- Self-pity: I can't believe I even tried to write a blog, and I doubly can't believe people actually read this garbage. I bet the thousands of page views are just my grandma refreshing the page every six minutes. If my friends here found out about all the "new" and "exciting" things I've written about (that aren't new or exciting for anyone who's been here more than five minutes), I'd be the laughing stock of East Asia. I also had to google whether it was "laughing stock" or "laughing stalk" - ie, I'm the most pathetic English major on the planet.
- Denial: Blog? What blog? Oh no, I'm not the one who wrote that mess. You must have me confused with someone else; my name's Angelina Jolie.
It's quite hard to formulate a coherent blog post when your mind is tumbling around like wet gym socks in a dryer (man, I wish I had a dryer). I considered turning my blog into something "for the masses" and writing about more of the business side of my adventure. I'm sure if I hadn't had a friend to explain everything to me as I went through the application process, I'd have followed random foreigners' blogs too. I could write about the different kinds of schools, what types of restaurants to avoid when you're not with a Korean, and what songs you can put on your ipod to keep yourself from bursting into tears on the subway. But I'm not very advice-y. I tend to write about life as I see it, and my life is messy and hilarious and (if I'm being honest with myself) pretty average. I don't know how long she's had it up, but I realized today that the tagline on my friend Angie's blog says "it's not a blog about korea. it's a blog about me... while i live in korea." Amen.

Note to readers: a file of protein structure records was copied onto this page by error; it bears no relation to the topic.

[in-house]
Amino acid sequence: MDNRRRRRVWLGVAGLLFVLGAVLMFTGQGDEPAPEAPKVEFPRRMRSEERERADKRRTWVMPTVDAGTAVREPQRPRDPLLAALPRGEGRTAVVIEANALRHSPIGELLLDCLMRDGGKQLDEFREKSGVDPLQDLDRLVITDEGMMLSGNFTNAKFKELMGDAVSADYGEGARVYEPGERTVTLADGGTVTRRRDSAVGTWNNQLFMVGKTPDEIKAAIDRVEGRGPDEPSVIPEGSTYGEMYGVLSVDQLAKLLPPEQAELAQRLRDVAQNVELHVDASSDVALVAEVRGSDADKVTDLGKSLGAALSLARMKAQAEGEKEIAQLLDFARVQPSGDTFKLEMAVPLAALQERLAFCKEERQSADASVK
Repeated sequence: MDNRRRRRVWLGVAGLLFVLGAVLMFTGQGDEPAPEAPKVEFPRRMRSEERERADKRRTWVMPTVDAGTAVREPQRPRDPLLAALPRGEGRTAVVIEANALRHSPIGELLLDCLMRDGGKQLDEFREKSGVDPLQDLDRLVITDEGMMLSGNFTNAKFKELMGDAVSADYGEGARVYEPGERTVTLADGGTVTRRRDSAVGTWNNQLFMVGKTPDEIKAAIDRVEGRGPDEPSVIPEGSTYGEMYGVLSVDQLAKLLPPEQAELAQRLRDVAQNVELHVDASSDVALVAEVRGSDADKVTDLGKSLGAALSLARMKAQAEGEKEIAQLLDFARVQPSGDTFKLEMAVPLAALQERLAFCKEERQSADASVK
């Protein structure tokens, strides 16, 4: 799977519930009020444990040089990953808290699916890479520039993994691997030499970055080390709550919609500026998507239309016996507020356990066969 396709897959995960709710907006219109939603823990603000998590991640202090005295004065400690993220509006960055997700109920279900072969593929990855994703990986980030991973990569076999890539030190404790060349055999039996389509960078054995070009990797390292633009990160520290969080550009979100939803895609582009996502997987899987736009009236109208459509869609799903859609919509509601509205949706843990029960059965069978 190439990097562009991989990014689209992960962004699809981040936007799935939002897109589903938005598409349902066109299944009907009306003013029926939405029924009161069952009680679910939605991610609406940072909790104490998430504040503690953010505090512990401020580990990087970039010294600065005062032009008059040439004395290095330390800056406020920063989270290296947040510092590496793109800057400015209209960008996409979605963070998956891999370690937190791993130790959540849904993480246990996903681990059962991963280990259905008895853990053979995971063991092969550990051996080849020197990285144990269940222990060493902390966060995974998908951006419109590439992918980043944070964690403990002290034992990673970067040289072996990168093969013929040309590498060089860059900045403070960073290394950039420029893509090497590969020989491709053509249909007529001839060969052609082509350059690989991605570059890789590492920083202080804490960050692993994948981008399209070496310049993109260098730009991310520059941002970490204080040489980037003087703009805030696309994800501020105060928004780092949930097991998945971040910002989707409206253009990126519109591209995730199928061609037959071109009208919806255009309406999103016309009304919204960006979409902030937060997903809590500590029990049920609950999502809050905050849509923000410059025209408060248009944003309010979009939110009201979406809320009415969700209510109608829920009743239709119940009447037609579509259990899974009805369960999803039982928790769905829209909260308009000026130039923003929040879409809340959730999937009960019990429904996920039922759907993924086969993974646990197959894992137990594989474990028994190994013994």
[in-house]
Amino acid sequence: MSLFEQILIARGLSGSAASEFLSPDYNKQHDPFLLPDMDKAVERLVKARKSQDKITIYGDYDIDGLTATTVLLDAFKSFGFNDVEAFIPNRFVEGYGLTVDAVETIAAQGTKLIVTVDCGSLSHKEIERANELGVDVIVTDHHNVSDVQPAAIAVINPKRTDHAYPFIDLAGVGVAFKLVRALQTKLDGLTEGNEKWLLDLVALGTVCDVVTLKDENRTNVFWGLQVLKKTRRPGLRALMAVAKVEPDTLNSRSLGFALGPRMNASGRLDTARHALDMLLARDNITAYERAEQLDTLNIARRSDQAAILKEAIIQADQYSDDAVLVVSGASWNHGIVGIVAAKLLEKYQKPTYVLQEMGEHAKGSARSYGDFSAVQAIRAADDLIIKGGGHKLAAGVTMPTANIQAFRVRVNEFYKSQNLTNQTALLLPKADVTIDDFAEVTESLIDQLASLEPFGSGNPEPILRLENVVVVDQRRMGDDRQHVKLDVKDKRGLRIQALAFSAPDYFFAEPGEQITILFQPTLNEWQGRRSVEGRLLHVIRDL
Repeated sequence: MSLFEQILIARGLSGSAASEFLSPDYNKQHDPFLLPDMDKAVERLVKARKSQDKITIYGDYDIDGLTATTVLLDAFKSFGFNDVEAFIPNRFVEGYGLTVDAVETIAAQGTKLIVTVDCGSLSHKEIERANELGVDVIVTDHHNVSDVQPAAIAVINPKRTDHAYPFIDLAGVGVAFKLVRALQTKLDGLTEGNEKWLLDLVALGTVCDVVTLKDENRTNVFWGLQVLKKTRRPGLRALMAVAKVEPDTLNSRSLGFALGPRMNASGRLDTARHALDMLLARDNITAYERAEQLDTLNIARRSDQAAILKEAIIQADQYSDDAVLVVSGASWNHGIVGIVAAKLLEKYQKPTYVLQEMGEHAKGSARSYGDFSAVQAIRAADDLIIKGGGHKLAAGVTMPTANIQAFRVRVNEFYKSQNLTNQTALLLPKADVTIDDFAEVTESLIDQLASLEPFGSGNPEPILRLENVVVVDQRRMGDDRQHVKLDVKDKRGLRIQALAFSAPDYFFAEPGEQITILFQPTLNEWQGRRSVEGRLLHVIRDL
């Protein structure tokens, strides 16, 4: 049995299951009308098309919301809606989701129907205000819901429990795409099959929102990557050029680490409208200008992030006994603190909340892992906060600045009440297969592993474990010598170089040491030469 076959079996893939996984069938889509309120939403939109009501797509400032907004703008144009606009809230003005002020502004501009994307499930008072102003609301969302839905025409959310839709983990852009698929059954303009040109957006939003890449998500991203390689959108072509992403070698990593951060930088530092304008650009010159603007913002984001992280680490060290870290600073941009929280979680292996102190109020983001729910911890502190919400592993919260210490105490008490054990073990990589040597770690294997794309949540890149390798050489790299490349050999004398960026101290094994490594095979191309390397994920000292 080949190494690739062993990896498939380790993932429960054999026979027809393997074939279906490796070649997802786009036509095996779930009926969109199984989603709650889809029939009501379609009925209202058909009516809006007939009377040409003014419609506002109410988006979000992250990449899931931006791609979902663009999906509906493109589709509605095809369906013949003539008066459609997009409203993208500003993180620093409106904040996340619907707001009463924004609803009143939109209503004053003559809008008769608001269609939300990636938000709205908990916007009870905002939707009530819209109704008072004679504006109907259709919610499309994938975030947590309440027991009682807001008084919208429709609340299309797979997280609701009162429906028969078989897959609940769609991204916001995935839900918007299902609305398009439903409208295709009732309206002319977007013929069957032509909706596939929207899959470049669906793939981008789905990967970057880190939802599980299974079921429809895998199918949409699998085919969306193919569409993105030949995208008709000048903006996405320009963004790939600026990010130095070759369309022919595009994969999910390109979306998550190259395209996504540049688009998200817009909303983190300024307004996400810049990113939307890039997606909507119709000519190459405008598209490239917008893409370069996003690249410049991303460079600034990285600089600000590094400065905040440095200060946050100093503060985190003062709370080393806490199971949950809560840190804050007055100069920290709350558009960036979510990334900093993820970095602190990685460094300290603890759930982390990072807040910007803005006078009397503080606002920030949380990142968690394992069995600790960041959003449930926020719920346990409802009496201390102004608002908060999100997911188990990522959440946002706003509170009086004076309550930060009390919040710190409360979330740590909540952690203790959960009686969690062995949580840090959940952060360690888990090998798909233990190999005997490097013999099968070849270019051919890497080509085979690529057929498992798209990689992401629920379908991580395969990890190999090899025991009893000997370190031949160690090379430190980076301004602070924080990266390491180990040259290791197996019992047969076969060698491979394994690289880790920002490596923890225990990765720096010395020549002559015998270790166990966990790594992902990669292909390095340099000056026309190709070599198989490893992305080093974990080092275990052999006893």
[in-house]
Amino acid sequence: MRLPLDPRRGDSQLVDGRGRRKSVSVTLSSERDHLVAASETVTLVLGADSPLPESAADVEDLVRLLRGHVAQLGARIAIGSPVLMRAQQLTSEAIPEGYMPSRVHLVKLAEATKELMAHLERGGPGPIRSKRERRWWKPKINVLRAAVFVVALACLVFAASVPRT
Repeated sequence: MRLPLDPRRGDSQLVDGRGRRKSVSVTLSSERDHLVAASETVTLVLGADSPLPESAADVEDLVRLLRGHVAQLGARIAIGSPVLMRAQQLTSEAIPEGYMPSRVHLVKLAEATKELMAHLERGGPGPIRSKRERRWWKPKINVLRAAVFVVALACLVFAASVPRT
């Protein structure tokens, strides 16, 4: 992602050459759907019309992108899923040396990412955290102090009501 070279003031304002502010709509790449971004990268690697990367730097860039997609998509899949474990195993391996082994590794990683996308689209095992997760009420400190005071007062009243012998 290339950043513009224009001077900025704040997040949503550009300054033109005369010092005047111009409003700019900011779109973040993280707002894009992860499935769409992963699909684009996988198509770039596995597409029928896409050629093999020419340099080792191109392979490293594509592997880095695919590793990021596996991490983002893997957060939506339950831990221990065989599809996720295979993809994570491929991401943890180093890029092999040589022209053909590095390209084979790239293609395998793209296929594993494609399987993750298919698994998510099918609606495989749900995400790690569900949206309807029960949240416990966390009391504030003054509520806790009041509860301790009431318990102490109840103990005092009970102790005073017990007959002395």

This blog isn't really about Korea. Sure, I've told some stories that wouldn't happen in the States, and honestly, most of you probably wouldn't be reading if I didn't live in a foreign land where tiny octopi are considered a delicious contribution to a lunch tray. There are hundreds of other places on the internet that you can go if you want to learn what it's like to live in Asia; this blog is about what it's like for me to live in Asia. Some things are horribly commonplace and some things are pretty special to my adventure, but it's all just my life. This blog isn't going to become any bigger than it needs to be because it's already far bigger than I ever dreamed. And I'm not going to stop writing it, no matter how many other Korea blogs out there have already covered my material. I'm not writing for them; I'm writing for me.